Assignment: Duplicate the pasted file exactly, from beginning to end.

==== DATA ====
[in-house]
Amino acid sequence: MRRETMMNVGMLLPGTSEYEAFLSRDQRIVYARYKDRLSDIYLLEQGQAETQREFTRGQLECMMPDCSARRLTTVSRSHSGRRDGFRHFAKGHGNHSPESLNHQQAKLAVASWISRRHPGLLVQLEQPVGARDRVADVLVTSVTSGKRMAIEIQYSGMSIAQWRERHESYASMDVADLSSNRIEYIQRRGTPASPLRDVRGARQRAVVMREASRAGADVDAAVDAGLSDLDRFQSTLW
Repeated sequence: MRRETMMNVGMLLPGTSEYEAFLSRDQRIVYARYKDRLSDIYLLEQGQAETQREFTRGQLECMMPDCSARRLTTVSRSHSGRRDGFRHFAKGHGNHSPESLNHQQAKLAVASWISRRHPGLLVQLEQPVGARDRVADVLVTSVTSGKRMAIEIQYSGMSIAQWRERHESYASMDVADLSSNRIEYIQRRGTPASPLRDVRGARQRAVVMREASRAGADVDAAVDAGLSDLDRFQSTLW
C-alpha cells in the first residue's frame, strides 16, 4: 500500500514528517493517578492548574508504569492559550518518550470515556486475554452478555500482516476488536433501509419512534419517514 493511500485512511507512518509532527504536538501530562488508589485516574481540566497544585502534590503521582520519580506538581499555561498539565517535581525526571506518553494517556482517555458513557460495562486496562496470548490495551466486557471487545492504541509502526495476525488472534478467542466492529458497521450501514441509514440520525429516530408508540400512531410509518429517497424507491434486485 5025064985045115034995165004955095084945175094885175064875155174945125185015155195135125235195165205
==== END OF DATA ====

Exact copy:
[in-house]
Amino acid sequence: MRRETMMNVGMLLPGTSEYEAFLSRDQRIVYARYKDRLSDIYLLEQGQAETQREFTRGQLECMMPDCSARRLTTVSRSHSGRRDGFRHFAKGHGNHSPESLNHQQAKLAVASWISRRHPGLLVQLEQPVGARDRVADVLVTSVTSGKRMAIEIQYSGMSIAQWRERHESYASMDVADLSSNRIEYIQRRGTPASPLRDVRGARQRAVVMREASRAGADVDAAVDAGLSDLDRFQSTLW
Repeated sequence: MRRETMMNVGMLLPGTSEYEAFLSRDQRIVYARYKDRLSDIYLLEQGQAETQREFTRGQLECMMPDCSARRLTTVSRSHSGRRDGFRHFAKGHGNHSPESLNHQQAKLAVASWISRRHPGLLVQLEQPVGARDRVADVLVTSVTSGKRMAIEIQYSGMSIAQWRERHESYASMDVADLSSNRIEYIQRRGTPASPLRDVRGARQRAVVMREASRAGADVDAAVDAGLSDLDRFQSTLW
C-alpha cells in the first residue's frame, strides 16, 4: 500500500514528517493517578492548574508504569492559550518518550470515556486475554452478555500482516476488536433501509419512534419517514 493511500485512511507512518509532527504536538501530562488508589485516574481540566497544585502534590503521582520519580506538581499555561498539565517535581525526571506518553494517556482517555458513557460495562486496562496470548490495551466486557471487545492504541509502526495476525488472534478467542466492529458497521450501514441509514440520525429516530408508540400512531410509518429517497424507491434486485 5025064985045115034995165004955095084945175094885175064875155174945125185015155195135125235195165205